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Clem Vahe

Shell Babes

Sometimes the soul takes pictures of things it has wished for, but never seen.

— Anne Sexton

As a child Clemence stood on tippy-toes,
her breath elaborating the room’s silence,
fingers barely tracing smooth ivory
sculpted into boy and girl babes,nestling
inside their alabaster oyster shell,
playing a harp of stringed pearls. 

She’d conjure visions of herself dancing 
a tango in filigreed opera houses boarding
steamships misty in harbors at sunset,
her destiny hovering--heaving with
fat moments of sheer wonder like
pelicans streaking off breezes of a wave.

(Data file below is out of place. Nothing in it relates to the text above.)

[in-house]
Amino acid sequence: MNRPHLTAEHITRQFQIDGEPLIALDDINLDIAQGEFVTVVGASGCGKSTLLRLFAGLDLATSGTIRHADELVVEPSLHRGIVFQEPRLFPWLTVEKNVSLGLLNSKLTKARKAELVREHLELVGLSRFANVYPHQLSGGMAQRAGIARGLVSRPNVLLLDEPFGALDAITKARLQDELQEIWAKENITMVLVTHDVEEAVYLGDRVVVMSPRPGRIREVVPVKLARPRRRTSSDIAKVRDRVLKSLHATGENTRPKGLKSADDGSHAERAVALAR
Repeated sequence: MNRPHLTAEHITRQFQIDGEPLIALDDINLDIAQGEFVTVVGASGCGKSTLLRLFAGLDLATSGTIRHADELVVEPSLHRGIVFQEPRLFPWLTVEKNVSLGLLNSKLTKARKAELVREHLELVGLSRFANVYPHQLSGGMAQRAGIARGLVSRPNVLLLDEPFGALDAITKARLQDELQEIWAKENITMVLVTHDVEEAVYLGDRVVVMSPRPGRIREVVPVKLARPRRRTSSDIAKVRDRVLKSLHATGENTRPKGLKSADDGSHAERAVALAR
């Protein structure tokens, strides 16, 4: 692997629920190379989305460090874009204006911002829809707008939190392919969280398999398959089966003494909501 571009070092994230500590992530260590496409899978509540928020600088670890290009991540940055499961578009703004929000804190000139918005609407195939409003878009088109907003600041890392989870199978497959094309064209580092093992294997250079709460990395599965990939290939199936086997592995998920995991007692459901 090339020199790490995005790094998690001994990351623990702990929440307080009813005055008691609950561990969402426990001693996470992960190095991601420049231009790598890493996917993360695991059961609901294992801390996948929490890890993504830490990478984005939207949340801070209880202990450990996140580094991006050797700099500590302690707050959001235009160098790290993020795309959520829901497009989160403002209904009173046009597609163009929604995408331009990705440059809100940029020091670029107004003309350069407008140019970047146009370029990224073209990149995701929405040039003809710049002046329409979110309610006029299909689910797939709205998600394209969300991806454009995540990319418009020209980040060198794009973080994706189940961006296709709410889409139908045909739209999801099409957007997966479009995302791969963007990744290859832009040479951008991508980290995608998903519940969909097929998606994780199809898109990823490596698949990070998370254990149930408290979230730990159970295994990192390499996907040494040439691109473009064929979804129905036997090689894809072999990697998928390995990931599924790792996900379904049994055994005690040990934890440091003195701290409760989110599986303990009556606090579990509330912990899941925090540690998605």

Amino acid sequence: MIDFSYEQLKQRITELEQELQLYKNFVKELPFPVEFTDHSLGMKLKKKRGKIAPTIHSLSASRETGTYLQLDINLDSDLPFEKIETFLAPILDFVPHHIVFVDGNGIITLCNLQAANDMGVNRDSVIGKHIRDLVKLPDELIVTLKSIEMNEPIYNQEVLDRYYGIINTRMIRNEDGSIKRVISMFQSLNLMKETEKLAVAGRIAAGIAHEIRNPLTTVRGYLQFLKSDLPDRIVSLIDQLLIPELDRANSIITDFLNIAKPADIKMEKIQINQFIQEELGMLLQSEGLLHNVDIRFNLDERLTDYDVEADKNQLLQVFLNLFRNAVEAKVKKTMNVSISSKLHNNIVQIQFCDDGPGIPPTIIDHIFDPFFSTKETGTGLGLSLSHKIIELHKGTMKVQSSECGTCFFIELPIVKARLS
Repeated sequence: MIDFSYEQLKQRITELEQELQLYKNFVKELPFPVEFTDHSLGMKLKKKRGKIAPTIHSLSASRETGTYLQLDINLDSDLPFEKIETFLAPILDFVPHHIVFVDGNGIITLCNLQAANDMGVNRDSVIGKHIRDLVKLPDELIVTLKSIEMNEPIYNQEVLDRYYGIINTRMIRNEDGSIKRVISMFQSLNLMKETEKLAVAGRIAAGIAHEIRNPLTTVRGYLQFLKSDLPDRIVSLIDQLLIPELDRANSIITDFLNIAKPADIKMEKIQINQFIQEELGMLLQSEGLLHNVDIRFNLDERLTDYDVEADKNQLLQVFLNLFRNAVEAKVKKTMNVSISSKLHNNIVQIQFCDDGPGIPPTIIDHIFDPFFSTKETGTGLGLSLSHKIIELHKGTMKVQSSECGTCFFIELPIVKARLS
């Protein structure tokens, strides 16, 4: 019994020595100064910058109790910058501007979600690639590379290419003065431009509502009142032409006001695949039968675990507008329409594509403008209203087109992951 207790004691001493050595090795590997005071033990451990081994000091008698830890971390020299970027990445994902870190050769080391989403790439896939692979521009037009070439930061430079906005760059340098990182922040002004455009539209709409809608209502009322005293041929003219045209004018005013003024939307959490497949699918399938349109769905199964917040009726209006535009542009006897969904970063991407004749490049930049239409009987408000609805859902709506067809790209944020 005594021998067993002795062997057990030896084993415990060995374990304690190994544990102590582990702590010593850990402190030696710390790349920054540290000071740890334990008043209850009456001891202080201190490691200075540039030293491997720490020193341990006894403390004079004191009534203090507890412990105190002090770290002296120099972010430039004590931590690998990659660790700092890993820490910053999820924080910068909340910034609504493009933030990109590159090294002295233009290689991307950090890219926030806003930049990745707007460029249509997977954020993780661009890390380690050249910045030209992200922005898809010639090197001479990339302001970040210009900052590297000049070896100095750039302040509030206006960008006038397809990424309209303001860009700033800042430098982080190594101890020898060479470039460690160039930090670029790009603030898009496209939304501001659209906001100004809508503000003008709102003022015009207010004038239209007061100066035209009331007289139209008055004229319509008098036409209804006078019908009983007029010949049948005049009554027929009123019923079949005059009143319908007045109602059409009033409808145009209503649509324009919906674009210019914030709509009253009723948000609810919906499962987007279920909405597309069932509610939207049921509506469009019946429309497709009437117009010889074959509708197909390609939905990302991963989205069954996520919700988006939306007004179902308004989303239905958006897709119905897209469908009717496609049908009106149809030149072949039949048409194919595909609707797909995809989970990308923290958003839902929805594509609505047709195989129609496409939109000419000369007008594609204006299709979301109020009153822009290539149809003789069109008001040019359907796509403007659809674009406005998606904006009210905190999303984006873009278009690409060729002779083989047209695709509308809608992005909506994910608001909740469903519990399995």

Heightened moments now quickened
to neglected years, smeared opportunities 
lay lackluster-brown.

Today she blows smoke clouds from a cigarette.
Her breath drains all worldly thoughts-- 
I was a shrinking violet with fangs.

Clemence had survived drowning in fears of dying 
or never dying and the shell babes remained
an insistent reminder of repeated failures.

And she, a lonely middle-aged woman huddled
against a window, dwells on the fate of her
cracked and beaten shell babes sculpture;
resting on the mantel among dingy souvenirs-- 
knick-knacks of false adventures inspired by travel brochures. 

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